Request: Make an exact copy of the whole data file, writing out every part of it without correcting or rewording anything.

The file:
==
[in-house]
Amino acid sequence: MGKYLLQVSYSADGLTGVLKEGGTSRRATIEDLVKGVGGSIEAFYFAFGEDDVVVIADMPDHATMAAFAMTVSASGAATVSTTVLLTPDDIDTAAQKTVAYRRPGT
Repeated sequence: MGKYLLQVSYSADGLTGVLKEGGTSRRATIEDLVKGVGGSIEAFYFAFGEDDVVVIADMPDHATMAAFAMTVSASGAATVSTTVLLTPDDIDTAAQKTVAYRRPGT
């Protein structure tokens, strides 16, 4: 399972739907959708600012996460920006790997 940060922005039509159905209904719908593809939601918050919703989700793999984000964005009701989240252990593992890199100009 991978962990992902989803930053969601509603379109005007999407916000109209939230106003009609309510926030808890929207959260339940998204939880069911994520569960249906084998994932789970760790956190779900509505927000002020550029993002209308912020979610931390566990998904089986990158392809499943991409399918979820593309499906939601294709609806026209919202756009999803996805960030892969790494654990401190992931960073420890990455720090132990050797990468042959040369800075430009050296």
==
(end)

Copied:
[in-house]
Amino acid sequence: MGKYLLQVSYSADGLTGVLKEGGTSRRATIEDLVKGVGGSIEAFYFAFGEDDVVVIADMPDHATMAAFAMTVSASGAATVSTTVLLTPDDIDTAAQKTVAYRRPGT
Repeated sequence: MGKYLLQVSYSADGLTGVLKEGGTSRRATIEDLVKGVGGSIEAFYFAFGEDDVVVIADMPDHATMAAFAMTVSASGAATVSTTVLLTPDDIDTAAQKTVAYRRPGT
């Protein structure tokens, strides 16, 4: 399972739907959708600012996460920006790997 940060922005039509159905209904719908593809939601918050919703989700793999984000964005009701989240252990593992890199100009 991978962990992902989803930053969601509603379109005007999407916000109209939230106003009609309510926030808890929207959260339940998204939880069911994520569960249906084998994932789970760790956190779900509505927000002020550029993002209308912020979610931390566990998904089986990158392809499943991409399918979820593309499906939601294709609806026209919202756009999803996805960030892969790494654990401190992931960073420890990455720090132990050797990468042959040369800075430009050296």